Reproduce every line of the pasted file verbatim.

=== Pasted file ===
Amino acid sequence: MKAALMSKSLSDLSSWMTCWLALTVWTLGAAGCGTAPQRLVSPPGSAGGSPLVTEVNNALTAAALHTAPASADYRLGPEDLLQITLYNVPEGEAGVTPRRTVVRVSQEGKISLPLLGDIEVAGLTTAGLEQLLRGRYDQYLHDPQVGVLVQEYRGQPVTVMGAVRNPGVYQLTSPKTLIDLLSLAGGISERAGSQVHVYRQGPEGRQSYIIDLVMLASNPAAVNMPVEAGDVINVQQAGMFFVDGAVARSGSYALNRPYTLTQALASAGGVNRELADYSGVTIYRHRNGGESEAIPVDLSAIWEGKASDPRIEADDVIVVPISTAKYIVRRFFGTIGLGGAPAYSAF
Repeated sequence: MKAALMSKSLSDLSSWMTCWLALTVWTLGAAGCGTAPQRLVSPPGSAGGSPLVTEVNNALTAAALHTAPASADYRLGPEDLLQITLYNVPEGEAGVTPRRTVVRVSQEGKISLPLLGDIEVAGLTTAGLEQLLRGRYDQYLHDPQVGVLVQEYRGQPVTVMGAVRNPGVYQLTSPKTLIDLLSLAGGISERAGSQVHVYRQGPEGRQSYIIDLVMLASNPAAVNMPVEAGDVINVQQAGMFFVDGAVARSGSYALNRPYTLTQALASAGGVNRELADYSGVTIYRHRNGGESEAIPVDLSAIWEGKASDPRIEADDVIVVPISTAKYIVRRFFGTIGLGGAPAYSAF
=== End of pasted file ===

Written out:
Amino acid sequence: MKAALMSKSLSDLSSWMTCWLALTVWTLGAAGCGTAPQRLVSPPGSAGGSPLVTEVNNALTAAALHTAPASADYRLGPEDLLQITLYNVPEGEAGVTPRRTVVRVSQEGKISLPLLGDIEVAGLTTAGLEQLLRGRYDQYLHDPQVGVLVQEYRGQPVTVMGAVRNPGVYQLTSPKTLIDLLSLAGGISERAGSQVHVYRQGPEGRQSYIIDLVMLASNPAAVNMPVEAGDVINVQQAGMFFVDGAVARSGSYALNRPYTLTQALASAGGVNRELADYSGVTIYRHRNGGESEAIPVDLSAIWEGKASDPRIEADDVIVVPISTAKYIVRRFFGTIGLGGAPAYSAF
Repeated sequence: MKAALMSKSLSDLSSWMTCWLALTVWTLGAAGCGTAPQRLVSPPGSAGGSPLVTEVNNALTAAALHTAPASADYRLGPEDLLQITLYNVPEGEAGVTPRRTVVRVSQEGKISLPLLGDIEVAGLTTAGLEQLLRGRYDQYLHDPQVGVLVQEYRGQPVTVMGAVRNPGVYQLTSPKTLIDLLSLAGGISERAGSQVHVYRQGPEGRQSYIIDLVMLASNPAAVNMPVEAGDVINVQQAGMFFVDGAVARSGSYALNRPYTLTQALASAGGVNRELADYSGVTIYRHRNGGESEAIPVDLSAIWEGKASDPRIEADDVIVVPISTAKYIVRRFFGTIGLGGAPAYSAF